Colonel [Theodore] Gates [of the 80th New York aka 20th New York Militia], commandant of the post, and Brig. Van Rensselaer, commanding the Twentieth New York [Militia]4, having now arrived, everything went on like clockwork; and, indeed, too much praise cannot be bestowed on both these gentlemen for the manner in which they exerted themselves to restore order and relieve the wounded. We proceeded from here to the camp and houses in the village, and about every tent more or less perforated, and the interior of the houses divested of their plaster—some of them not having a solitary pain [sic] of glass left—yet, strange to say, very few were hurt; although from the appearance of the ground, it was very evident that there was ample cause for considerable mortality. After an hour or so, we visited the scene of the explosion again, and found that some twenty dead bodies, principally colored men, had already been extricated from the ruins, besides several who were fearfully wounded—many so badly, that amputation had to be resorted to. It was impossible to learn the exact amount of mortality or damage done, but, on a rough guess, we should think that one hundred covers the number of killed and wounded. The damage done to Government-property cannot be much less than half a million of dollars. All sorts of rumors are afloat as to the cause of the explosion, but are merely surmises. There is very little doubt but what it was purely accidental.5 So far as we were enabled to learn, a large barge was lying alongside of the wharf, loaded with ordnance and ordnance-stores, and was being unloaded, when suddenly an explosion took place, resulting in what I have already stated. It is very probable, and I do not see anything more likely, than as the barge was being unloaded at the time, some colored man, who was ignorant of what he was handling, dropped a percussion-shell, which immediately exploded, and hence the fearful catastrophe that followed. It is, nevertheless a matter which requires thorough investigation; for, if proper care was taken, no such accident could have happened. I forgot to mention that the steamtug (fire-boat) Chilli was on hand immediately after the occurrence, and got eight streams of water playing on the ruins, which was the cause of preventing any further disaster, for another barge lay quite near the scene, also loaded with ammunition.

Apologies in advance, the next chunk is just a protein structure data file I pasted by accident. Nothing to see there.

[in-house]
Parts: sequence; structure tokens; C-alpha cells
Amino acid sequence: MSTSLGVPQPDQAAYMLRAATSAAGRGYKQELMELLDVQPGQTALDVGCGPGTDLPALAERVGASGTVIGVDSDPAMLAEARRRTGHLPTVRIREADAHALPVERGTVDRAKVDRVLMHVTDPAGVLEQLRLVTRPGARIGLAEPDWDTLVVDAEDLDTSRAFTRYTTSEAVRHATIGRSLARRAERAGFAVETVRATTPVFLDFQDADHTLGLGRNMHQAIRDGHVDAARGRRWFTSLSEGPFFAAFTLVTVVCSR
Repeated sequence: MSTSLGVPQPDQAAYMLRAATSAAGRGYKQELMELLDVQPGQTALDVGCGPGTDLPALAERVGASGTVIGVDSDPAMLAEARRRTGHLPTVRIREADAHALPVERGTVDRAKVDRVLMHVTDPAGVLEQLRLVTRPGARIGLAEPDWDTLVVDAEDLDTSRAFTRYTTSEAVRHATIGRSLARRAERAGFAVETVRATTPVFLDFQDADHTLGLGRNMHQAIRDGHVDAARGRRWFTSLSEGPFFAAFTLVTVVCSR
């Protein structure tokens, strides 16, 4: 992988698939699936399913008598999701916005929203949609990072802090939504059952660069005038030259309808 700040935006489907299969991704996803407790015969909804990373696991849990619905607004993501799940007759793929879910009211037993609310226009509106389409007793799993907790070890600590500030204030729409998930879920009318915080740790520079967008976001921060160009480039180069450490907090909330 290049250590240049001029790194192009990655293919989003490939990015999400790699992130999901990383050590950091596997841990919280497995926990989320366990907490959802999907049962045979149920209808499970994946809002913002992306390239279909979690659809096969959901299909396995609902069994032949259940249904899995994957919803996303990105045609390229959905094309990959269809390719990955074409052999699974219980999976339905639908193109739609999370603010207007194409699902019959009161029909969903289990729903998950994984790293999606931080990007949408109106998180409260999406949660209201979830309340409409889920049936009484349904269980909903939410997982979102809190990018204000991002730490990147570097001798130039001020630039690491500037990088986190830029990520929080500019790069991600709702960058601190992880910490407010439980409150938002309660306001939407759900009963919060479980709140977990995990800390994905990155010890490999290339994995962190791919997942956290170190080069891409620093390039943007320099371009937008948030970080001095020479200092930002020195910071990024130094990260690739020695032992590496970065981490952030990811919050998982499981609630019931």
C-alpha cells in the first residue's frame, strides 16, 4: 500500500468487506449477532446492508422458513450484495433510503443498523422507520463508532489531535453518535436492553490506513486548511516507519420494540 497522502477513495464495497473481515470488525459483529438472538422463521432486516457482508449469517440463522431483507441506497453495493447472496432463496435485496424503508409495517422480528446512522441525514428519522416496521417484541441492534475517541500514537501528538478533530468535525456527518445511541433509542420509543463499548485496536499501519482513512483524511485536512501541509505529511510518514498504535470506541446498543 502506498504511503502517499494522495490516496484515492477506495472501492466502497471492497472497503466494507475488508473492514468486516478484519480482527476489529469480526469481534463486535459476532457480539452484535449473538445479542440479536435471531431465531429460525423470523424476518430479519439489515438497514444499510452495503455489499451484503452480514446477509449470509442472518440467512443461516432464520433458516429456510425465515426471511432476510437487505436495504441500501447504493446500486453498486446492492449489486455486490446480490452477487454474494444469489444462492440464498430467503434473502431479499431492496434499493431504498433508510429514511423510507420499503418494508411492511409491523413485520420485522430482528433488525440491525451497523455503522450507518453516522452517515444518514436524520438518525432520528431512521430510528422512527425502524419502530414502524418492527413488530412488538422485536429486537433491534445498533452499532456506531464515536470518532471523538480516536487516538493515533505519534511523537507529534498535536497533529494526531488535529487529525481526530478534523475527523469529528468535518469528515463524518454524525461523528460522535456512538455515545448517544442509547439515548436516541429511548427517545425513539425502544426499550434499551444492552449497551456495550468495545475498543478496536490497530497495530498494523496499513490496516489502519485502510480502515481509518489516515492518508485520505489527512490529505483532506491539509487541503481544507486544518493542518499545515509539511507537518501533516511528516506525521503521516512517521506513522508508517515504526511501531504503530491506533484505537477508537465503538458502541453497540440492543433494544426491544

The regiment [170th New York] is in the best of health and spirits, encamped in a wood near Petersburg, waiting orders. We are expecting some active work again in a few days. Do advise Uncle Sam to allow us an opportunity to recruit. A regiment that has fought so manfully, and lost over two-thirds of its number in this campaign, and that has never been beaten, should have its ranks filled up.
Yours, etc. A. O. P.6
- SOPO Editor’s Note: City Point, for those of you who do not know, was Ulysses S. Grant’s command and supply center for the Federal armies operating against Richmond and Petersburg. Situated on the James River, it was an ideal point for ocean going ships to drop off supplies, while river going vessels and the special US Military Railroad distributed those supplies to the front. The small village turned into a bustling city of sorts for the duration of the Siege of Petersburg, with all manner of men, animals, and machines coming and going at all hours of the day. ↩
- SOPO Editor’s Note: I’m not sure how this command arrangement worked. The 80th New York Infantry had been the 20th New York Militia. The 80th New York was serving at City Point at this time as part of the Provost Guard of the Army of the Potomac. Colonel Theodore Gates appears as the steady commander of the 80th New York from July-October 1864, and may have been there earlier as well. I’m not sure if Brig. Gen. Van Rensselaer was the commander of the 20th Militia back home in New York and was just visiting, or if the 20th New York Militia even existed separately from the 80th New York in the field at this time. See the letter writer’s reference below to Gates commanding “the post,” by which he presumably means City Point, and Van Rensselaer commanding the 80th New York. More research is needed. ↩
- SOPO Editor’s Note: In one of those “truth is stranger than fiction” moments, this explosion was no accident. Confederate Secret Service Agents had deposited an early version of a time bomb disguised as a lump of coal on one of the barges unloading near City Point. The resulting explosion caused mass chaos, so ably described by the author of this letter. ↩
- SOPO Editor’s Note: As I mentioned earlier, the Official Records show a different setup. Gates shows up repeatedly as the commander of his 80th New York aka 20th New York Militia. Van Rensselaer does not appear in the portions of the Official Records I have looked over so far. More research is needed. ↩
- SOPO Editor’s Note: Surprisingly, as mentioned earlier, it was not accidental. See the report in the Official Records of John Maxwell, a Confederate Secret Service Agent, who managed to plant a bomb on the barge that exploded. ↩
- “One Hundred and Seventieth Regiment, N. Y. V..” Sunday Mercury (New York, New York). August 14, 1864, p. 7 col. 2 ↩